The Trial of an Ordinance
Muldoon & Getz
144 Exchange Boulevard
Rochester, New York
A local law or municipal ordinance may have penal sanctions. The following issues may arise in the enforcement of an ordinance.
A town or village attorney may prosecute violations of local ordinances.
Application of CPL
The procedures set forth in the Criminal Procedure Law applicable to misdemeanors also apply to zoning law violations. Town Law § 268; Village Law § 20-2006. (While a parking ticket violation is not a criminal offense, the CPL has been held applicable. People v Wienclaw, 183 Misc 2d 727 (Justice Court 2000)).
Filing of accusatory instrument
After issuance of an appearance ticket for violation of an ordinance, if a proper accusatory instrument is not filed, the charge should be dismissed. People v Peak Carting, Inc, 11 Misc 3d 4 (App Term 2005).
With a municipal ordinance, the prosecution must be ready for trial within 30 days. People v Vancol, 166 Misc 2d 93 (Justice Court 1995); cf. People v Kleber, 168 Misc 2d 824 (Justice Ct 1996). The statutes of limitations set forth in the CPL are applicable as well.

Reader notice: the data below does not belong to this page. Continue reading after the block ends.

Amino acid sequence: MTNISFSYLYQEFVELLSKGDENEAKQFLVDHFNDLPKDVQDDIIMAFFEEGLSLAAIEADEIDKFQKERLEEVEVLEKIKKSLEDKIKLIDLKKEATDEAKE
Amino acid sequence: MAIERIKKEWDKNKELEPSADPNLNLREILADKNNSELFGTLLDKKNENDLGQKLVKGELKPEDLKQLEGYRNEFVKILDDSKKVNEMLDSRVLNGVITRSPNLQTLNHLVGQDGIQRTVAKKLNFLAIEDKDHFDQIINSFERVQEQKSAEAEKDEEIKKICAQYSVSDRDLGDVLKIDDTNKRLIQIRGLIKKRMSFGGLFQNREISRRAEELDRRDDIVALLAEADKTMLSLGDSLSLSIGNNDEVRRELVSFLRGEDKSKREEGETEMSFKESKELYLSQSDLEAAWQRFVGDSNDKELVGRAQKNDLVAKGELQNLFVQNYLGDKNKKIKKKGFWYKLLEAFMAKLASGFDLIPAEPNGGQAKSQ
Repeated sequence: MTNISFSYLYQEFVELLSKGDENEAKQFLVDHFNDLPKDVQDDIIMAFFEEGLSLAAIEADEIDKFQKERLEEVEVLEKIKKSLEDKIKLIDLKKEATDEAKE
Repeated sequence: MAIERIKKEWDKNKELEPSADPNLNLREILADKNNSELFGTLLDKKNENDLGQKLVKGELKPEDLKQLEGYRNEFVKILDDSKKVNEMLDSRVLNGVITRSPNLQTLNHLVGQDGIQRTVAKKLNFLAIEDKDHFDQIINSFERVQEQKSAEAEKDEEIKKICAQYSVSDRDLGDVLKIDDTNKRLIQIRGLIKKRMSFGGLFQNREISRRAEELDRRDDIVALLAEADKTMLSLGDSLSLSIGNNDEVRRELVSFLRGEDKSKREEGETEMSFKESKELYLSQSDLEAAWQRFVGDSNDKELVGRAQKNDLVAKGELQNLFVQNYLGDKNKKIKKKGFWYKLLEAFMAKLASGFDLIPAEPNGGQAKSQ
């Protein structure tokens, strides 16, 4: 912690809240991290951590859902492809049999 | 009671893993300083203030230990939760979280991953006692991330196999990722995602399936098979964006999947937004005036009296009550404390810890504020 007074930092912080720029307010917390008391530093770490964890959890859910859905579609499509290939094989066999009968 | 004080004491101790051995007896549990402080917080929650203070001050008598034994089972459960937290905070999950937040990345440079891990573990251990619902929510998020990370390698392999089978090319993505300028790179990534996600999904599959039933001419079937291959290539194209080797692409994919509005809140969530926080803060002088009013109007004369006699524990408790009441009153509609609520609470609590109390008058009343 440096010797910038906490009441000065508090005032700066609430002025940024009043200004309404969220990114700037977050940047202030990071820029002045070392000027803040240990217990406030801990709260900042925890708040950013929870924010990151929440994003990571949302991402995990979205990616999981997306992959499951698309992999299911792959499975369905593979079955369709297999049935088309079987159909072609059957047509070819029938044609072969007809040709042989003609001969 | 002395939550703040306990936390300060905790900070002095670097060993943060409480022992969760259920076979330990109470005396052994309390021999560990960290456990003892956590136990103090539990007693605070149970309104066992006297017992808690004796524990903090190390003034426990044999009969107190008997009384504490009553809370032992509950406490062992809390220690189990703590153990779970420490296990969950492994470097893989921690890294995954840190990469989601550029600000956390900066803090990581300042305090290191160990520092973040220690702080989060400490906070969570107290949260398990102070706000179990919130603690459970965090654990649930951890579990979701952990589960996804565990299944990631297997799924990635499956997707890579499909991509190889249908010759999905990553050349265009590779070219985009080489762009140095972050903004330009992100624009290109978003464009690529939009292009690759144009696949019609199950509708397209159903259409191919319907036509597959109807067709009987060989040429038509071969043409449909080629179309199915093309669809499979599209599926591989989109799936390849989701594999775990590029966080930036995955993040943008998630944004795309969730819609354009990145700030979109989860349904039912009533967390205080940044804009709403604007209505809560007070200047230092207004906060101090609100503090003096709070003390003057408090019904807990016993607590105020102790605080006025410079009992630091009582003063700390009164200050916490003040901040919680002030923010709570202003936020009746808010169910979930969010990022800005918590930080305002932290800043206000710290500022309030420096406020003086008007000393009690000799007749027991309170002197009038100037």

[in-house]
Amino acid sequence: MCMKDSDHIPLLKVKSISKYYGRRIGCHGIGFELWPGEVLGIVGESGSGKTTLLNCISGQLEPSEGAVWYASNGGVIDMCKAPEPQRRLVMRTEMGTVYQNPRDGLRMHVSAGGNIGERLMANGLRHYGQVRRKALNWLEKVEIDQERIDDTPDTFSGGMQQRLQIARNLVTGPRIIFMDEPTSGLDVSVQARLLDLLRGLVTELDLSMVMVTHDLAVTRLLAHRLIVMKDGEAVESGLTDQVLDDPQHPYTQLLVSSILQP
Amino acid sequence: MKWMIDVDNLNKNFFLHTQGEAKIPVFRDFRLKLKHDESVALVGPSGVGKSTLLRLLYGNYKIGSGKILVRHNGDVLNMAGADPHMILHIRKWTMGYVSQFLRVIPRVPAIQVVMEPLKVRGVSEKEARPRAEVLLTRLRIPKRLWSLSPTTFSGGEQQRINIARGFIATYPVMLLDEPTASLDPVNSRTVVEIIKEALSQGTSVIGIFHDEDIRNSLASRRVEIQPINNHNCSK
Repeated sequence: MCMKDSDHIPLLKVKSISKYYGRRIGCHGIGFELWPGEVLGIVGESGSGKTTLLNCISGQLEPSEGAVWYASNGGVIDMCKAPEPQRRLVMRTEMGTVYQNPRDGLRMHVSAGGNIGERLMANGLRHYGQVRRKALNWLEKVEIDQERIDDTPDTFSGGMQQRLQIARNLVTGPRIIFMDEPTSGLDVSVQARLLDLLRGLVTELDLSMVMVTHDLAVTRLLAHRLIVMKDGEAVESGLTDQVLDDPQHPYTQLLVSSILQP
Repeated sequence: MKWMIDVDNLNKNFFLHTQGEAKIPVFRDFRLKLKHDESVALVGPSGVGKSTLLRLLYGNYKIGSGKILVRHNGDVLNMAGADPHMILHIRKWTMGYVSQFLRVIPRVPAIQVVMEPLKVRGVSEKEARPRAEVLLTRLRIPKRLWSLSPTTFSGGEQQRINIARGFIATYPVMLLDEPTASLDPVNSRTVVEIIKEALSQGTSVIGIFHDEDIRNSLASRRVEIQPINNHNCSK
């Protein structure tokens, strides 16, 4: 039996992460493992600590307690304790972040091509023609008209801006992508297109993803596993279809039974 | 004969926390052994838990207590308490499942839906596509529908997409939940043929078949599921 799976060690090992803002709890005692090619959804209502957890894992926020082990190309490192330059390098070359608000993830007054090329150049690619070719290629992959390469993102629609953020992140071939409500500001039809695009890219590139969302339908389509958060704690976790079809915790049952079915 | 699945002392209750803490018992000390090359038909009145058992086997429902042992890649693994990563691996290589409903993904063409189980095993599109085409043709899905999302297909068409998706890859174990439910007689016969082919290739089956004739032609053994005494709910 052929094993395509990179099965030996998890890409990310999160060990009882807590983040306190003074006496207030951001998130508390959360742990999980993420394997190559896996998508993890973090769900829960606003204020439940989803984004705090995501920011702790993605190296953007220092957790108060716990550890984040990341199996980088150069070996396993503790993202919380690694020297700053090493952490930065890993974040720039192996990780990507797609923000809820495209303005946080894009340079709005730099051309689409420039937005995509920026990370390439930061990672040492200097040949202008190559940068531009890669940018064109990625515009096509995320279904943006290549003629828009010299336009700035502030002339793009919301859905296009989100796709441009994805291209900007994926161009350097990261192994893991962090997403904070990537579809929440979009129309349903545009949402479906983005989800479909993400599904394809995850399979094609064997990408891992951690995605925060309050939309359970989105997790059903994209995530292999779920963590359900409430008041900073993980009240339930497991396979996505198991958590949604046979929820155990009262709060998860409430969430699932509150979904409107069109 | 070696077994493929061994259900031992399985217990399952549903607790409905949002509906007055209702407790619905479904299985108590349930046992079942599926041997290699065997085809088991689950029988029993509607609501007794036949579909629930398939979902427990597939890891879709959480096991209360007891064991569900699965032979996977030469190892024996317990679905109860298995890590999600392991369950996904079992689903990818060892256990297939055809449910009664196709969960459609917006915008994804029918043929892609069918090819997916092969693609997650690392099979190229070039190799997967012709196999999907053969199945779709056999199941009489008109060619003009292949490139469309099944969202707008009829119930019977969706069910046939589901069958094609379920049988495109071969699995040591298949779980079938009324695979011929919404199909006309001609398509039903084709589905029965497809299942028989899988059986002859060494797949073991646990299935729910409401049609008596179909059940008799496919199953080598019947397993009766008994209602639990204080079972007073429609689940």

An administrative search may be conducted of residential property for local code enforcement, or commercial business. The search may be valid if part of an administrative program unrelated to enforcement of criminal law. There are three criteria: a substantial governmental interest that informs the regulatory scheme pursuant to which the inspection is made; the warrantless inspection must be necessary to further the regulatory scheme; and the inspection program must provide a constitutionally adequate substitute for a warrant. People v Scott, 79 NY2d 474 (1992); cf. New York v Burger, 482 US 691 (1987).
Violation of an ordinance may be the basis for a stop for Fourth Amendment purposes, or an arrest. See People v Taylor, 294 AD2d 825 (4th Dept 2002).
An ordinance may be found unconstitutional. See, e.g., People v New York Trap Rock Corp., 57 NY2d 371 (1982) (void for vagueness).
Under the preemption doctrine, an ordinance may be invalid if a higher governmental authority has already legislated in the area, to the extent that the higher legislation has "occupied the field." Even if there is no express conflict between ordinance and statute, the ordinance is invalid. New York Constit art 9, § 2 (c); see People v DeJesus, 54 NY2d 465 (1981).
Where the constitutionality of a local law is challenged, notice must be given to the governmental entity. CPLR 1012. A strong presumption of constitutionality applies. McMinn v Town of Oyster Bay, 66 NY2d 544 (1985).
Where the ordinance is denominated as a misdemeanor, the defendant may not be entitled to a jury trial if the punishment is less than 15 days’ imprisonment. People v Bonnerwith, 69 Misc 2d 516 (Justice Ct 1972); Town Law §§ 135, 268; Village Law § 20-2006; Penal Law § 55.10(3)(a).
© 2012 by Gary Muldoon.